Q: I have Spellskite and a planeswalker, and my opponent casts a Lightning Bolt targeting me. Is there any way I can find out if he's going to send the damage to my planeswalker before I decide whether to use Spellskite?

A: Nope. Although it's legal for your opponent to say "Bolt your planeswalker" as a shortcut for "target you, redirect the damage", the choice doesn't technically have to be made until Lightning Bolt is resolving and dealing its damage, at which point it's too late to try to respond.

Q: If I have Wolfir Silverheart paired with my Huntmaster of the Fells, and Huntmaster transforms, does that break their bond?

A: A pair created by soulbond can only be "broken" if you lose control of one of the creatures, if one of them leaves the battlefield, or if one of them stops being a creature. Transforming Huntmaster into Ravager of the Fells doesn't do any of those things, so the Silverheart and the Ravager are just going to high-five each other over getting that much more frightening.

Q: So Cloudshift can save my creature from a targeted removal spell, but I've heard something weird about how it works against Oblivion Ring; if I Cloudshift the target, does my opponent just get to choose another one?

A: It depends on when exactly you cast the Cloudshift. When Oblivion Ring is a spell on the stack, it isn't targeting anything; only its triggered ability on entering the battlefield requires a target. So if you Cloudshift while Oblivion Ring is still a spell waiting to resolve, then your opponent can choose any target he likes (including the creature you just Cloudshifted!) when Oblivion Ring enters the battlefield and its ability triggers. If you Cloudshift in response to the trigger, though, your creature will be fine.

Q: I have Gisela, Blade of Goldnight and a bunch of 1/1 flying Spirit tokens. My opponent casts a Corrosive Gale for 1. What happens?

A: Gisela will keep all your Spirits alive. Her second ability says to round up when preventing damage, and half of 1, rounded up, is 1. So she'll end up preventing all the damage Corrosive Gale would deal to your creatures.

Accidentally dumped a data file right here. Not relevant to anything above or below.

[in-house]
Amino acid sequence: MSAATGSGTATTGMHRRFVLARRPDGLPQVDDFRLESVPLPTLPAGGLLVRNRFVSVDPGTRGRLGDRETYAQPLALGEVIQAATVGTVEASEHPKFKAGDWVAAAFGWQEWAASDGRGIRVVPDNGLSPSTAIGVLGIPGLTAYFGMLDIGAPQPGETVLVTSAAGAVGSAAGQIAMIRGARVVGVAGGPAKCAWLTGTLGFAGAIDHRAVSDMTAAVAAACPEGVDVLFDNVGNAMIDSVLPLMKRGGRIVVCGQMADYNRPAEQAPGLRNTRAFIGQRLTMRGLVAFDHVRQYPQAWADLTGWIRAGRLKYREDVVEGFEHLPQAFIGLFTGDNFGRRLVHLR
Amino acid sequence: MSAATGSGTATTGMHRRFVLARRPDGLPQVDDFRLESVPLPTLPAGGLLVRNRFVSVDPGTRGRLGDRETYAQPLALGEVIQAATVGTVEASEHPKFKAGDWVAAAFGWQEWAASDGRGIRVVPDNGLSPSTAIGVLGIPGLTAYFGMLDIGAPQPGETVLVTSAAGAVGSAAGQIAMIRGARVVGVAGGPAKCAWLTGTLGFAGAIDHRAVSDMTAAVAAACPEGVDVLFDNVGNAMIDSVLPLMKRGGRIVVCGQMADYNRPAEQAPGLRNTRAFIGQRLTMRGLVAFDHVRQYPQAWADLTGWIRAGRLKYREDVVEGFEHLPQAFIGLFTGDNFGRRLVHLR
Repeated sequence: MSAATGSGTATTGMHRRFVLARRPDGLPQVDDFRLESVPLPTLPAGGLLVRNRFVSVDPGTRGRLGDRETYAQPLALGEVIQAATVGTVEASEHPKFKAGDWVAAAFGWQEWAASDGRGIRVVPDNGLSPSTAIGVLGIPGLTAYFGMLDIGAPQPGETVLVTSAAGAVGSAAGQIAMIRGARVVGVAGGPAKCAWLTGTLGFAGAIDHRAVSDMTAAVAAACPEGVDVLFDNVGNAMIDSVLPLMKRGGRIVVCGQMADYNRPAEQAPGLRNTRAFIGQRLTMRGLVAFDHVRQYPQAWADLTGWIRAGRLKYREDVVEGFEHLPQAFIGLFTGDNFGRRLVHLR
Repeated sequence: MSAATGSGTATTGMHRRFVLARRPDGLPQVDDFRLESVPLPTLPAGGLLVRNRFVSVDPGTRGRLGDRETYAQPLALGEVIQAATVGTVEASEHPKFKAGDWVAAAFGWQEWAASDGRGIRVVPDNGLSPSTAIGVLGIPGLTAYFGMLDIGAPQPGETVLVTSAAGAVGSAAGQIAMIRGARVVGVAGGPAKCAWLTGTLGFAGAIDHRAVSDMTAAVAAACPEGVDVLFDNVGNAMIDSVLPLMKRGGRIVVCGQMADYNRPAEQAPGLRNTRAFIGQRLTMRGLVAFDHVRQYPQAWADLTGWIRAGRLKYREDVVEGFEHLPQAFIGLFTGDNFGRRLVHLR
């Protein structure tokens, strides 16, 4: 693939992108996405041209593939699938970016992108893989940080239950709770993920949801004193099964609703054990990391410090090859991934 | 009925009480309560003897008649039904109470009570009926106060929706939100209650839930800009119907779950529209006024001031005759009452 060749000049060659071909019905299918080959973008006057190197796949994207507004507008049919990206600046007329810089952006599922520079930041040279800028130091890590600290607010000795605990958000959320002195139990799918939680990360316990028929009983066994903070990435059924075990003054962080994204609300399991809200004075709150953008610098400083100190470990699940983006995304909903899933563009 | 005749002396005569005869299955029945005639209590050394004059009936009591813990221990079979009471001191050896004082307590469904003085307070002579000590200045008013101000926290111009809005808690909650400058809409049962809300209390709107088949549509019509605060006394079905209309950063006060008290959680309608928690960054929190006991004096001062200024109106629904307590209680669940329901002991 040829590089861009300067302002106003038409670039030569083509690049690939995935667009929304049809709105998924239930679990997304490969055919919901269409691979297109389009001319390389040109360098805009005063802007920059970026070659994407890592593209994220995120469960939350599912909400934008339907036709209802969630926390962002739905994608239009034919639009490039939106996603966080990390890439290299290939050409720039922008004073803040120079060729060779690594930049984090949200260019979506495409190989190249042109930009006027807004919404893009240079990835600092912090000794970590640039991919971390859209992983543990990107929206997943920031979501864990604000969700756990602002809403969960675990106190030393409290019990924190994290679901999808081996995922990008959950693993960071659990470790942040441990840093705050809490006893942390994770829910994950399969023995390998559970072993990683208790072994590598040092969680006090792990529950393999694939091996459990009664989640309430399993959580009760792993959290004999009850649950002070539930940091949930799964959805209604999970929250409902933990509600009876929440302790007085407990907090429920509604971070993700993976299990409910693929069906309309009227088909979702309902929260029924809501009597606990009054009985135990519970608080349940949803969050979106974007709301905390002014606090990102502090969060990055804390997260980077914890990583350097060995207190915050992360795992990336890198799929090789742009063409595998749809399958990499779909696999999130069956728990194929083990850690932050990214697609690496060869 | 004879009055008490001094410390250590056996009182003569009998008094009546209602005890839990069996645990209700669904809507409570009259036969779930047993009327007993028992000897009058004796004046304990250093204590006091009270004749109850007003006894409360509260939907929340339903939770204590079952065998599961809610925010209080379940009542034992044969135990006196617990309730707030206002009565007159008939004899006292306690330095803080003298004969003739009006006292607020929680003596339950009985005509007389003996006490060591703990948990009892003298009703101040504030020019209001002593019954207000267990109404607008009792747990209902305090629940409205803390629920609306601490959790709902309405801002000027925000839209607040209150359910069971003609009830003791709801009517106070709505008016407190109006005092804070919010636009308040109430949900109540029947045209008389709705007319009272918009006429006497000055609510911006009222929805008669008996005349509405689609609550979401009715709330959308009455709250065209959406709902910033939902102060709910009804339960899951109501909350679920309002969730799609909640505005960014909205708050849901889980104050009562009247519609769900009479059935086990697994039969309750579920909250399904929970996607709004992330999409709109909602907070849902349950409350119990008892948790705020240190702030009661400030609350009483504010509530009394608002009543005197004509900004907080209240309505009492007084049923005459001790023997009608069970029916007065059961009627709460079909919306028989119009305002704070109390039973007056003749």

Q: My opponent's at 4 life, and I want to cast Banefire to kill him. Just to be safe, I do it for 6. In response he casts Faith's Shield, and says that he'll live because its fateful hour ability kicks in and gives him protection from red. How can that be, if Banefire's uncounterable and the damage can't be prevented?

A: There's a neat trick here, because Banefire actually says it can't be countered "by spells or abilities" when X is 5 or greater. But as soon as your opponent gets protection from red, he becomes an illegal target for Banefire, and the rules of the game step in and counter it, which is perfectly legal.

Q: If I have Sheoldred, Whispering One, and I attack my opponent's planeswalker instead of him, does that mean he can block even if he has a Swamp?

A: Judging from her art, Sheoldred could wear a lot of boots, and all of them are made for walking. And here they're going to walk all over your opponent's planeswalker; your opponent's still the one who'd need to do the blocking, and Sheoldred's swampwalk ability says he can't do that.

Q: I heard someone say that triggered abilities are colorless. Does that mean Zealous Conscripts' ability could be used to steal a creature with protection from red?

A: Not quite. A triggered ability on the stack is defined by the rules as having only one characteristic — its text — so the Conscripts' triggered ability isn't actually red. But protection doesn't look at the characteristics of an ability; it looks at the characteristics of the ability's source. In this case, the source is Zealous Conscripts, which is red, so a creature with protection from red can't be targeted by the ability, and they'll just have to take out their zeal on some other permanent instead.

Q: If my opponent has a creature enchanted with Demonic Appetite, and I steal that creature with Zealous Conscripts, what happens? Does it make a difference if I steal the Demonic Appetite instead?